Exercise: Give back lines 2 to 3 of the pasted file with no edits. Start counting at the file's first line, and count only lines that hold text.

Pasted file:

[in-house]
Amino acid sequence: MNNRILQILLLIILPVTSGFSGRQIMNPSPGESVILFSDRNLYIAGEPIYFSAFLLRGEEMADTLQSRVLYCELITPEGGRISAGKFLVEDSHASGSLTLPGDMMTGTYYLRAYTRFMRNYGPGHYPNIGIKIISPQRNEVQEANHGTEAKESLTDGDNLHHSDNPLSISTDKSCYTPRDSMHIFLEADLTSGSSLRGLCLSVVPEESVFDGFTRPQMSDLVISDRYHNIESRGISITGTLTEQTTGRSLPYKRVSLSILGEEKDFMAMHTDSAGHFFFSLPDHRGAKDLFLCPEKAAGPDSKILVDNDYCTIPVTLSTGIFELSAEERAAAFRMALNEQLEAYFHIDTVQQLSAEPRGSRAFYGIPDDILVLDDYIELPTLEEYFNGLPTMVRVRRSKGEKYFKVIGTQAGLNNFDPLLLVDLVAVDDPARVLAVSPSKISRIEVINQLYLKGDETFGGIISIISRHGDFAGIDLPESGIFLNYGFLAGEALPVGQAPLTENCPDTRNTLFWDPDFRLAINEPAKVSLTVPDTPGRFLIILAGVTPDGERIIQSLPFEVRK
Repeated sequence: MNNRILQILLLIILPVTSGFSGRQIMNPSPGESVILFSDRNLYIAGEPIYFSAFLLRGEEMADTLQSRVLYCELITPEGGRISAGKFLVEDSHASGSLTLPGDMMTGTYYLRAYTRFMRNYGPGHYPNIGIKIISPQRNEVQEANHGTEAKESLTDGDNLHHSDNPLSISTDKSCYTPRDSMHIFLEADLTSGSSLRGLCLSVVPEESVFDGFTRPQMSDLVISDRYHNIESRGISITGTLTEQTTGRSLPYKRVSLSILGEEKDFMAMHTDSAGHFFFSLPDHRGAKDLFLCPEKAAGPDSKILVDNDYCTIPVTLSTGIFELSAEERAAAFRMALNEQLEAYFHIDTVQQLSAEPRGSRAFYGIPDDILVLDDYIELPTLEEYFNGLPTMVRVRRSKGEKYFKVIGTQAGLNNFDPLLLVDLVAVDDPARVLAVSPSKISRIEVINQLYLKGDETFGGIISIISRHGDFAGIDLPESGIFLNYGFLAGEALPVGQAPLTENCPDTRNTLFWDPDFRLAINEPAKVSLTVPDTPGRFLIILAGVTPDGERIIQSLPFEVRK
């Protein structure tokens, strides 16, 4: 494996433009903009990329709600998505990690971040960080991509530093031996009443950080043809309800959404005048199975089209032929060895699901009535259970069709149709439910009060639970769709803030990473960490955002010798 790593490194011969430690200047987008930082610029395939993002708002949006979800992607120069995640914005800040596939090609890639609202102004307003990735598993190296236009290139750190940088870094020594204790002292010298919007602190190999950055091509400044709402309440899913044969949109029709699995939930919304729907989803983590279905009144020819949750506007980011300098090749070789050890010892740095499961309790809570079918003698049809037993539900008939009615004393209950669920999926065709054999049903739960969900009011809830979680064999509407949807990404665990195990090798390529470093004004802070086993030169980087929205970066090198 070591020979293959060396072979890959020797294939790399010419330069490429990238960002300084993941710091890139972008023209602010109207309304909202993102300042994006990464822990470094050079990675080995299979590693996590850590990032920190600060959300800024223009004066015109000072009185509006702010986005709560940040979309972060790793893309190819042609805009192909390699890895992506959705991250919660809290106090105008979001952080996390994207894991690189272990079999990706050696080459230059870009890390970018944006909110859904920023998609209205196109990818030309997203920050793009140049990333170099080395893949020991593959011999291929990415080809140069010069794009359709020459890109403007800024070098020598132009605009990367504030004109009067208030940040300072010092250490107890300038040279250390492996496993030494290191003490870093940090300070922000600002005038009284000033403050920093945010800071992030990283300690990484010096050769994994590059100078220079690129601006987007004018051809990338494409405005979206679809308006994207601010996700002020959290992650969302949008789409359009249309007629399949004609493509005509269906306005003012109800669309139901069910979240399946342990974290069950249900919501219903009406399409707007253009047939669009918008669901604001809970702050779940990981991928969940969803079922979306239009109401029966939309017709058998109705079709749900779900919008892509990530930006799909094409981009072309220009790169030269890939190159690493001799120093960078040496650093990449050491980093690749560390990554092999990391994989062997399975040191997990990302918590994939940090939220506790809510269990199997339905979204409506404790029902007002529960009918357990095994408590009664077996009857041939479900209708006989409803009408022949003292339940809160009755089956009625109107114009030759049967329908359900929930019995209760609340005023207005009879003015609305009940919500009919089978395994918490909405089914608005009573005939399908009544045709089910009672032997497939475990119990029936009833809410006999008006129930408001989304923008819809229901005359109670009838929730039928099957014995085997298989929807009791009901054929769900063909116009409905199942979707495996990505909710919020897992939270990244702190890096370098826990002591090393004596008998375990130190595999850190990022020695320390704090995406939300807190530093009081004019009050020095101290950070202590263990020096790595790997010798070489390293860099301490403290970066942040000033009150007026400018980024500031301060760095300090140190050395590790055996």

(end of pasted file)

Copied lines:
Amino acid sequence: MNNRILQILLLIILPVTSGFSGRQIMNPSPGESVILFSDRNLYIAGEPIYFSAFLLRGEEMADTLQSRVLYCELITPEGGRISAGKFLVEDSHASGSLTLPGDMMTGTYYLRAYTRFMRNYGPGHYPNIGIKIISPQRNEVQEANHGTEAKESLTDGDNLHHSDNPLSISTDKSCYTPRDSMHIFLEADLTSGSSLRGLCLSVVPEESVFDGFTRPQMSDLVISDRYHNIESRGISITGTLTEQTTGRSLPYKRVSLSILGEEKDFMAMHTDSAGHFFFSLPDHRGAKDLFLCPEKAAGPDSKILVDNDYCTIPVTLSTGIFELSAEERAAAFRMALNEQLEAYFHIDTVQQLSAEPRGSRAFYGIPDDILVLDDYIELPTLEEYFNGLPTMVRVRRSKGEKYFKVIGTQAGLNNFDPLLLVDLVAVDDPARVLAVSPSKISRIEVINQLYLKGDETFGGIISIISRHGDFAGIDLPESGIFLNYGFLAGEALPVGQAPLTENCPDTRNTLFWDPDFRLAINEPAKVSLTVPDTPGRFLIILAGVTPDGERIIQSLPFEVRK
Repeated sequence: MNNRILQILLLIILPVTSGFSGRQIMNPSPGESVILFSDRNLYIAGEPIYFSAFLLRGEEMADTLQSRVLYCELITPEGGRISAGKFLVEDSHASGSLTLPGDMMTGTYYLRAYTRFMRNYGPGHYPNIGIKIISPQRNEVQEANHGTEAKESLTDGDNLHHSDNPLSISTDKSCYTPRDSMHIFLEADLTSGSSLRGLCLSVVPEESVFDGFTRPQMSDLVISDRYHNIESRGISITGTLTEQTTGRSLPYKRVSLSILGEEKDFMAMHTDSAGHFFFSLPDHRGAKDLFLCPEKAAGPDSKILVDNDYCTIPVTLSTGIFELSAEERAAAFRMALNEQLEAYFHIDTVQQLSAEPRGSRAFYGIPDDILVLDDYIELPTLEEYFNGLPTMVRVRRSKGEKYFKVIGTQAGLNNFDPLLLVDLVAVDDPARVLAVSPSKISRIEVINQLYLKGDETFGGIISIISRHGDFAGIDLPESGIFLNYGFLAGEALPVGQAPLTENCPDTRNTLFWDPDFRLAINEPAKVSLTVPDTPGRFLIILAGVTPDGERIIQSLPFEVRK